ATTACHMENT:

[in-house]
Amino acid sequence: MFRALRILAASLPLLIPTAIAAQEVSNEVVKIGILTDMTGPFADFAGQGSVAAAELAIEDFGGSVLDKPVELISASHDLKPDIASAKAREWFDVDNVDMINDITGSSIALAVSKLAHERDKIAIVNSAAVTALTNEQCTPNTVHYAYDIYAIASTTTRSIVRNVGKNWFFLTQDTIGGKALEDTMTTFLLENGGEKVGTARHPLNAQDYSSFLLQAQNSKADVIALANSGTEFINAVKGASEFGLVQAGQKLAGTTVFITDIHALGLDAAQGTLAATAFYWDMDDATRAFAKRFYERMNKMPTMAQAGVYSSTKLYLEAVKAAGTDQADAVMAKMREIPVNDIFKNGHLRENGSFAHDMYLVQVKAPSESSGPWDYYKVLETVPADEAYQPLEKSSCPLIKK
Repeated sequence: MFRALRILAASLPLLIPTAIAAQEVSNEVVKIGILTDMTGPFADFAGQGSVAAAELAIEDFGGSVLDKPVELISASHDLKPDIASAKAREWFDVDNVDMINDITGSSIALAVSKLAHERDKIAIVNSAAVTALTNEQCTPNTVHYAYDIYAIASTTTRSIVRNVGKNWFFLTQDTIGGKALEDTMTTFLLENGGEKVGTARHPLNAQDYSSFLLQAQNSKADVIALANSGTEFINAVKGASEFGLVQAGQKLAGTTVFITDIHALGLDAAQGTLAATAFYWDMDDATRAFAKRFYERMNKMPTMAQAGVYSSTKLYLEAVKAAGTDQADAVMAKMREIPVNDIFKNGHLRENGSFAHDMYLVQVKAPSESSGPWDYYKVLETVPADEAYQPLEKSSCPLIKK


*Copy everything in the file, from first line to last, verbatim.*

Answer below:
[in-house]
Amino acid sequence: MFRALRILAASLPLLIPTAIAAQEVSNEVVKIGILTDMTGPFADFAGQGSVAAAELAIEDFGGSVLDKPVELISASHDLKPDIASAKAREWFDVDNVDMINDITGSSIALAVSKLAHERDKIAIVNSAAVTALTNEQCTPNTVHYAYDIYAIASTTTRSIVRNVGKNWFFLTQDTIGGKALEDTMTTFLLENGGEKVGTARHPLNAQDYSSFLLQAQNSKADVIALANSGTEFINAVKGASEFGLVQAGQKLAGTTVFITDIHALGLDAAQGTLAATAFYWDMDDATRAFAKRFYERMNKMPTMAQAGVYSSTKLYLEAVKAAGTDQADAVMAKMREIPVNDIFKNGHLRENGSFAHDMYLVQVKAPSESSGPWDYYKVLETVPADEAYQPLEKSSCPLIKK
Repeated sequence: MFRALRILAASLPLLIPTAIAAQEVSNEVVKIGILTDMTGPFADFAGQGSVAAAELAIEDFGGSVLDKPVELISASHDLKPDIASAKAREWFDVDNVDMINDITGSSIALAVSKLAHERDKIAIVNSAAVTALTNEQCTPNTVHYAYDIYAIASTTTRSIVRNVGKNWFFLTQDTIGGKALEDTMTTFLLENGGEKVGTARHPLNAQDYSSFLLQAQNSKADVIALANSGTEFINAVKGASEFGLVQAGQKLAGTTVFITDIHALGLDAAQGTLAATAFYWDMDDATRAFAKRFYERMNKMPTMAQAGVYSSTKLYLEAVKAAGTDQADAVMAKMREIPVNDIFKNGHLRENGSFAHDMYLVQVKAPSESSGPWDYYKVLETVPADEAYQPLEKSSCPLIKK